For those a bit mystified that this vacation was supposed to be all about dead Presidents and are getting impatient because our last Presidential burial site was nine chapters ago: fear not! We’re getting there. They weren’t exactly next door to each other, and upstate New York has so many excuses for detours, we couldn’t possibly pass them all by. The nine-President plan was a goal, not a vendetta.
Previously on Midlife Crisis Crossover:
Every year since 1999 my wife Anne and I have taken a trip to a different part of the United States and visited attractions, wonders, and events we didn’t have back home in Indianapolis. From 1999 to 2003 we did so as best friends; from 2004 to the present, as husband and wife. Normally we’ll choose one major locale as our primary objective, drive that-a-way, and concentrate on exploring the vicinity for a few days before retreating.
We crafted this year’s itinerary with a different approach. Instead of choosing one city as a hub, we focused on one of the motifs that’s recurred through several of our trips: grave sites of Presidents of the United States of America. Our 2018 road trip would effectively have the format and feel of a video game side quest — collecting nine American Presidents across ten presidencies, four states, seven days, and 2000 miles…
Our next stop was forty minutes due south of Saratoga National Historic Park, part country roads and part interstate. This leg of our trip gave us our last glimpse of the remaining components of the Erie Canal as it headed eastward without out. We’d crossed a few other portions over the past two days, but this was the only time either of us had our cameras ready to catch it.
The third President of the United States of America on our itinerary was buried at Albany Rural Cemetery, in the heart of New York’s state capital. We arrived during rush hour and were the only visitors around because who visits graves right before dinnertime? Having the narrow gravel roads all to ourselves was a pleasant convenience.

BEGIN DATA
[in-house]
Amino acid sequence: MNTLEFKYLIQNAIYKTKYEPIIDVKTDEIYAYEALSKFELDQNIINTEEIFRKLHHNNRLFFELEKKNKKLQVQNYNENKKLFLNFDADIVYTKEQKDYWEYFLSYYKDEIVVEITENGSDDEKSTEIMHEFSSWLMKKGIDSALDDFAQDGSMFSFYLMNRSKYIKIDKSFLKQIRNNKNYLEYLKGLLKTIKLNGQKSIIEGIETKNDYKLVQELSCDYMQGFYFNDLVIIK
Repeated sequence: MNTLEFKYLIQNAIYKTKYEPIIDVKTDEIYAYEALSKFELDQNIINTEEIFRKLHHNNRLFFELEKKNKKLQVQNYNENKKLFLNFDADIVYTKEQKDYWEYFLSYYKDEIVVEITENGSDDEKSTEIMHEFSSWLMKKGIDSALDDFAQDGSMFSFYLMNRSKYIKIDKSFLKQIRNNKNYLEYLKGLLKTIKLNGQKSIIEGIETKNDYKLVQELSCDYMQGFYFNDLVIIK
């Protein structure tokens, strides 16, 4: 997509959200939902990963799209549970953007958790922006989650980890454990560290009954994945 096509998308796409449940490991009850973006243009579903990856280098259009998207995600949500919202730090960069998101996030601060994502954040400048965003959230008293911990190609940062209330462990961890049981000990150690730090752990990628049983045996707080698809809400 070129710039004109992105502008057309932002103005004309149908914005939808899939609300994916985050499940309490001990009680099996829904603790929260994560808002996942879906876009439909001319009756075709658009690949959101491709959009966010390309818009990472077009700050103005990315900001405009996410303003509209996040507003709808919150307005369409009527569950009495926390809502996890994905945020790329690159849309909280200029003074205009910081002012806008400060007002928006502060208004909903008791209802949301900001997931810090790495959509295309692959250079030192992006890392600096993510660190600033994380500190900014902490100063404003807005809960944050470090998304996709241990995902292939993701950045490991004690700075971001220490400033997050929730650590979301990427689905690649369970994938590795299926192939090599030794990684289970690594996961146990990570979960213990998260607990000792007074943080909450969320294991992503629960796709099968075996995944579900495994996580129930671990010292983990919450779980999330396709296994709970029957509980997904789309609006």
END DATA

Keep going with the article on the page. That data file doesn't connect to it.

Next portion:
Chester A. Arthur isn’t one of those Presidents with an anthology of memorable anecdotes to his name. As one of the only five Presidents who never actually won a Presidential election, Arthur was the Vice President who got promoted upon the assassination of James Garfield in 1881, mere months after they took office. He’d served a number of previous positions as part of Roscoe Conkling’s corrupt political machine, but spent much of his term extracting himself from their clutches and stymieing their self-serving plans with a number of initiatives. Nearly all of Garfield’s appointed cabinet resigned over the next few years and had to be replaced, with one exception — Secretary of War Robert Todd Lincoln, who knew a thing or two about the tragic side effects of Presidential assassination.
Signing the Chinese Exclusion Act into law, effectively prohibiting Chinese immigration into America for decades, was not a shining moment. Modern citizens may also scoff at the idea of an administration that had to deal with the burden of a budget surplus, which is a thing America once had and found vexing. Arthur died a mere two years after leaving office, not nearly enough time to establish any viable post-White House legacy or enjoy retirement. On the upside, he got a school named after him in Die Hard with a Vengeance, though it was ultimately a red herring.
The official cemetery map points out dozens of names of local legends and late, lamented personalities that doubtlessly meant a lot to nearby voters and residents. To us outsiders only one other name stood out: Major General Philip Schuyler, father-in-law of Alexander Hamilton and a Revolutionary War hero given due credit at our last stop.
Arthur’s grave has one feature Schuyler’s lacks: an expensive sculpture. Standing guard at his final resting place is the bronze “Angel of Sorrow” commissioned from Baltimore sculptor Ephraim Keyser.
The tombstones of several family members stand behind his crypt. Arthur and his wife Ellen had three children, but she passed away ten months before he and Garfield won the 1880 election. His sister Mary Arthur McElroy, an anti-suffragist with a seminary background, served as his de facto First Lady for his entire partial term. She’s also buried in Albany Rural Cemetery but isn’t listed among the official personalities of note. I understand the staff will direct visitors who ask to see her or her husband’s plots.
To be continued!
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